This study aims to examine whether there is behavioral evidence for the linguistic and acquisition relevance of the Subregular Hypothesis (Heinz, 2010), which predicts that patterns with specific subregular computational properties are much more readily learned. Specifically, we are testing whether linguistic constraints that are activated in laboratory situations are directly "channeled" into incremental, real-time phonological predictive processing. We compare the learnability of two phonotactic patterns that differ computationally and typologically. The study uses the oddball paradigm incorporated within an artificial grammar learning experiment as a design parameter and Signal Detection Theory (SDT) to measure sensitivity to the signal. The results reported in this paper support the Subregular Hypothesis that learnability of phonotactic patterns depend heavily on specific subregular computational properties. The merit of this paper is that it replicates a previous finding by using a very different methodology and demonstrates that artificial language learning happens at or is implemented at the level of the phonological parser, in a way consistent with implicit learning of linguistic information.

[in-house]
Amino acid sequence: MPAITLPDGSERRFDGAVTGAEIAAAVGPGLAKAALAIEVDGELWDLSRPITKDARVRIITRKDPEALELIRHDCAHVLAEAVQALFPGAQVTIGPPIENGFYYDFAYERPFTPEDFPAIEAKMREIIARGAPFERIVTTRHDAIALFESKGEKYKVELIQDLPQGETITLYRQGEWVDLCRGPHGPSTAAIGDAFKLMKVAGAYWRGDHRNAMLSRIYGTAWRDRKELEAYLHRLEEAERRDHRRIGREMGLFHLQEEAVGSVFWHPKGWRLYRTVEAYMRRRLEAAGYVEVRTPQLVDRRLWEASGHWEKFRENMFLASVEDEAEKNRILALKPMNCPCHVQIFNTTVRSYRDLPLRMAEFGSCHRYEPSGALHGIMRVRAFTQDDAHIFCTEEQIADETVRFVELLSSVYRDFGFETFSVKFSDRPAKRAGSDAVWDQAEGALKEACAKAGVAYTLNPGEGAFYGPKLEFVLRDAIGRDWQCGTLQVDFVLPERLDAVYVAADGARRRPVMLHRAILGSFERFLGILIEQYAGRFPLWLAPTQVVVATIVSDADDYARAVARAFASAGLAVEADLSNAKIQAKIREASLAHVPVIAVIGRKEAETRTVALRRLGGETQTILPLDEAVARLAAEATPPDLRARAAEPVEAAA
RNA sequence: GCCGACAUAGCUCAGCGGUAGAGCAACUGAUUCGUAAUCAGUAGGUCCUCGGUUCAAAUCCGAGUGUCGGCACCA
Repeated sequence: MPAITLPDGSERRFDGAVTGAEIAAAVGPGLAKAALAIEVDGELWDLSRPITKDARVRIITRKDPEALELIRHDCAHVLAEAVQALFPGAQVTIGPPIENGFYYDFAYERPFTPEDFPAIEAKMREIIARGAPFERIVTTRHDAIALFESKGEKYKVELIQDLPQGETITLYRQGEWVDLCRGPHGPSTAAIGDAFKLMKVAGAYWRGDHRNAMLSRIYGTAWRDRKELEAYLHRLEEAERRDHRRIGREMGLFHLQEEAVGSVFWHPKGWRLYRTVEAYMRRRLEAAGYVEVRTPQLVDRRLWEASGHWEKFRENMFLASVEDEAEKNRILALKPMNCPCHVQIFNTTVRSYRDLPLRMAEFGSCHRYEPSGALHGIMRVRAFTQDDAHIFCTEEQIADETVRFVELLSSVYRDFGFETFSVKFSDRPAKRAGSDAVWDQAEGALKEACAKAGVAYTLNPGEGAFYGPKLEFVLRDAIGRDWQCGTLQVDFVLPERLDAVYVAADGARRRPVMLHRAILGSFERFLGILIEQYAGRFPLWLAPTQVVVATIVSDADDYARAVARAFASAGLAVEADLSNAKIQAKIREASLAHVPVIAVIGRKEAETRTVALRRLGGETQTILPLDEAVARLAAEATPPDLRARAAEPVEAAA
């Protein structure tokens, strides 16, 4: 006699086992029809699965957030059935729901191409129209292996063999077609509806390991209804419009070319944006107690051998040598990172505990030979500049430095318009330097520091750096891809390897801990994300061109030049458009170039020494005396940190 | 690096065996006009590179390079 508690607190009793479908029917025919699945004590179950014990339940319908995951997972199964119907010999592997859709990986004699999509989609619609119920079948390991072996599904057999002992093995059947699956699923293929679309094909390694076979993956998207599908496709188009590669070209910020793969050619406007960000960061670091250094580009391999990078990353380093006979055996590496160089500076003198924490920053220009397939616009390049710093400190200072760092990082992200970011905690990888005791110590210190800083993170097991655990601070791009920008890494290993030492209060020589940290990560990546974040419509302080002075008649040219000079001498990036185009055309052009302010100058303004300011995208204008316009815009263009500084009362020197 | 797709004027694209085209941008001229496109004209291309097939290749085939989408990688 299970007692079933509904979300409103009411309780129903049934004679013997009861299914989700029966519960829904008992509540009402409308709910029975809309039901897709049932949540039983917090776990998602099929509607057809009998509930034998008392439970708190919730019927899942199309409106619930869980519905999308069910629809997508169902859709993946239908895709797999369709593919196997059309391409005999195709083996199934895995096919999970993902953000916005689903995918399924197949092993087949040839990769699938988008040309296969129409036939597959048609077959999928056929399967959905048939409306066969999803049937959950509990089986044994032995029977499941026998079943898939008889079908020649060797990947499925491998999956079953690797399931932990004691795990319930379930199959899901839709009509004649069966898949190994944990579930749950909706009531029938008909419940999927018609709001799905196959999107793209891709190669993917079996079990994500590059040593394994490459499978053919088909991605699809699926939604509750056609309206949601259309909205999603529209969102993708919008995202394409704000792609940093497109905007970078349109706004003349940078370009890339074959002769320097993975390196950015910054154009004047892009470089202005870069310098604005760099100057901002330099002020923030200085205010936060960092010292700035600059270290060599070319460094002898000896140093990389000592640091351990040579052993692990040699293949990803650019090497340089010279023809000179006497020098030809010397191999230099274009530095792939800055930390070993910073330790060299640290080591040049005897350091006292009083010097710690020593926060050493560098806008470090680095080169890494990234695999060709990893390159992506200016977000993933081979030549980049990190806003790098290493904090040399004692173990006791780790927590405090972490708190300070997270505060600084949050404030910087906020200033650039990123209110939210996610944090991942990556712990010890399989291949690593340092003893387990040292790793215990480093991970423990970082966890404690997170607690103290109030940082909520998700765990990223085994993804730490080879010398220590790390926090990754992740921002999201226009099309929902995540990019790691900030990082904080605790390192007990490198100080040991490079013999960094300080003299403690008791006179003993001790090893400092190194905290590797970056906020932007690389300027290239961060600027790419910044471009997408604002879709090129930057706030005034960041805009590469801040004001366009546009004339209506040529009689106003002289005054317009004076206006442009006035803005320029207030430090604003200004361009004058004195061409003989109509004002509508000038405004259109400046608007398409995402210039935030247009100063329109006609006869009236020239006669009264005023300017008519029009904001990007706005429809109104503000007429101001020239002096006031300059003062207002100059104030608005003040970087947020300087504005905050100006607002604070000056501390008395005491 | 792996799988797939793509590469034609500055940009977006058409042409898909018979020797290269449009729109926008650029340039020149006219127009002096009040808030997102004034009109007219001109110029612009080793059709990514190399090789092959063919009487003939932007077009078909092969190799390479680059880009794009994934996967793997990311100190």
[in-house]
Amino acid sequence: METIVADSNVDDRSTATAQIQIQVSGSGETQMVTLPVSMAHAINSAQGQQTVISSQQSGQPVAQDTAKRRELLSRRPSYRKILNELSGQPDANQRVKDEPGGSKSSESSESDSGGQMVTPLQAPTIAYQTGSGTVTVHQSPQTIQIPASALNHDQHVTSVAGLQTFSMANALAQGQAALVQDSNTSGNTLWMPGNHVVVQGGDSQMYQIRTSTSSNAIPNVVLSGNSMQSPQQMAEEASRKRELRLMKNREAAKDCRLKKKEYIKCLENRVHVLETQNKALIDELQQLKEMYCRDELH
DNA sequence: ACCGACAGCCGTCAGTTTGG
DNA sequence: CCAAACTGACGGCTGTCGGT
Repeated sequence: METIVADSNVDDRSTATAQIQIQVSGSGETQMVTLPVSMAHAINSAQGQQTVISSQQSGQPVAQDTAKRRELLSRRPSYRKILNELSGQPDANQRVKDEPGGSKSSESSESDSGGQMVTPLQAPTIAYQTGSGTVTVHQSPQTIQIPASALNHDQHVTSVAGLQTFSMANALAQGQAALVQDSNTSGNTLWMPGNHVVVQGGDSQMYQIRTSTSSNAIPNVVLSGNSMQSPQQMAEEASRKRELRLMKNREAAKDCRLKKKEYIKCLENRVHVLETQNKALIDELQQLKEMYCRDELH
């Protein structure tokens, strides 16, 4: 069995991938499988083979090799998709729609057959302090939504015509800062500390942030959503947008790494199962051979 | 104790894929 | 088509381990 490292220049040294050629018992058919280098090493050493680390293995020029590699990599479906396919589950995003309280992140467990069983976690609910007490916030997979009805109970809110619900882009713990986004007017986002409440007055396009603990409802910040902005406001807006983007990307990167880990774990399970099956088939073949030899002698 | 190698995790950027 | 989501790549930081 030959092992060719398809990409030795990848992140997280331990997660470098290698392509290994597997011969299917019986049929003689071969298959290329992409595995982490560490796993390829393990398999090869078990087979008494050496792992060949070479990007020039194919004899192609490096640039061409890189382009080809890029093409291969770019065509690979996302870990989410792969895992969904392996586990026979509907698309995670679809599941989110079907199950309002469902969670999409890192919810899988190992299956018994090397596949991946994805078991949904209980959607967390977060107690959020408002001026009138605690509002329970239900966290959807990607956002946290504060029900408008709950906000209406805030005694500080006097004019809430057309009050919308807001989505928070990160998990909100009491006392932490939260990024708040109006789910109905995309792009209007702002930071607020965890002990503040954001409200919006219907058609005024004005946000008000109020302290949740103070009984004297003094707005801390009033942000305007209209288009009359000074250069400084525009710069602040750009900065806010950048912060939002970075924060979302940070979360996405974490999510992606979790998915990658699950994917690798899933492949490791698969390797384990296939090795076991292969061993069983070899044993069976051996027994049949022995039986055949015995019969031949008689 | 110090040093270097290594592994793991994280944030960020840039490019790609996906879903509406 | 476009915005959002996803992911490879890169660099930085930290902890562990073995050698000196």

Proceedings of the 35th West Coast Conference on Formal Linguistics
edited by Wm. G. Bennett, Lindsay Hracs, and Dennis Ryan Storoshenko
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